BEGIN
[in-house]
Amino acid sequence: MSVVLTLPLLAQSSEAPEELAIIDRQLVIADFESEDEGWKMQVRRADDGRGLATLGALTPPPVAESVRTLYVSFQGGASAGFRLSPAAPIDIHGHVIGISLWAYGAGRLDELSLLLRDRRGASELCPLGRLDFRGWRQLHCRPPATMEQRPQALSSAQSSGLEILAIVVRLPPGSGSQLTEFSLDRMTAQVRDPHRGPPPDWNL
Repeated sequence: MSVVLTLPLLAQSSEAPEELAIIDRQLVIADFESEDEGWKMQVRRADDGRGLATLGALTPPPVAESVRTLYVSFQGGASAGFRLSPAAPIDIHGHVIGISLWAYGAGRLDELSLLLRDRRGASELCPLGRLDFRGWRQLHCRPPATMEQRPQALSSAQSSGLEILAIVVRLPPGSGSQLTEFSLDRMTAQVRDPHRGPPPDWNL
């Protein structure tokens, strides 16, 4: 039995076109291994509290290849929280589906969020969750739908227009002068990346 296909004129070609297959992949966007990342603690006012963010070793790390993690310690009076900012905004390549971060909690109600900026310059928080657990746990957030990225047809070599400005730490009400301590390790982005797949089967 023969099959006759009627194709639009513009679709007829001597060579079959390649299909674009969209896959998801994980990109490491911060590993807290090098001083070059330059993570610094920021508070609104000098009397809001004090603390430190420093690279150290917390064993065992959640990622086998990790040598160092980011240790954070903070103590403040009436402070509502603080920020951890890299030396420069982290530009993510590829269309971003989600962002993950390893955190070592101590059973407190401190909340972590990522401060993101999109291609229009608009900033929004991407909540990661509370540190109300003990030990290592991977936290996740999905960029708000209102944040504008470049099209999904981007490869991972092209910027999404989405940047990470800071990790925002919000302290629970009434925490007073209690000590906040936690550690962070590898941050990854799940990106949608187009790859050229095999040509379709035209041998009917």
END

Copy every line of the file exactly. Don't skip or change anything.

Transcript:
[in-house]
Amino acid sequence: MSVVLTLPLLAQSSEAPEELAIIDRQLVIADFESEDEGWKMQVRRADDGRGLATLGALTPPPVAESVRTLYVSFQGGASAGFRLSPAAPIDIHGHVIGISLWAYGAGRLDELSLLLRDRRGASELCPLGRLDFRGWRQLHCRPPATMEQRPQALSSAQSSGLEILAIVVRLPPGSGSQLTEFSLDRMTAQVRDPHRGPPPDWNL
Repeated sequence: MSVVLTLPLLAQSSEAPEELAIIDRQLVIADFESEDEGWKMQVRRADDGRGLATLGALTPPPVAESVRTLYVSFQGGASAGFRLSPAAPIDIHGHVIGISLWAYGAGRLDELSLLLRDRRGASELCPLGRLDFRGWRQLHCRPPATMEQRPQALSSAQSSGLEILAIVVRLPPGSGSQLTEFSLDRMTAQVRDPHRGPPPDWNL
């Protein structure tokens, strides 16, 4: 039995076109291994509290290849929280589906969020969750739908227009002068990346 296909004129070609297959992949966007990342603690006012963010070793790390993690310690009076900012905004390549971060909690109600900026310059928080657990746990957030990225047809070599400005730490009400301590390790982005797949089967 023969099959006759009627194709639009513009679709007829001597060579079959390649299909674009969209896959998801994980990109490491911060590993807290090098001083070059330059993570610094920021508070609104000098009397809001004090603390430190420093690279150290917390064993065992959640990622086998990790040598160092980011240790954070903070103590403040009436402070509502603080920020951890890299030396420069982290530009993510590829269309971003989600962002993950390893955190070592101590059973407190401190909340972590990522401060993101999109291609229009608009900033929004991407909540990661509370540190109300003990030990290592991977936290996740999905960029708000209102944040504008470049099209999904981007490869991972092209910027999404989405940047990470800071990790925002919000302290629970009434925490007073209690000590906040936690550690962070590898941050990854799940990106949608187009790859050229095999040509379709035209041998009917």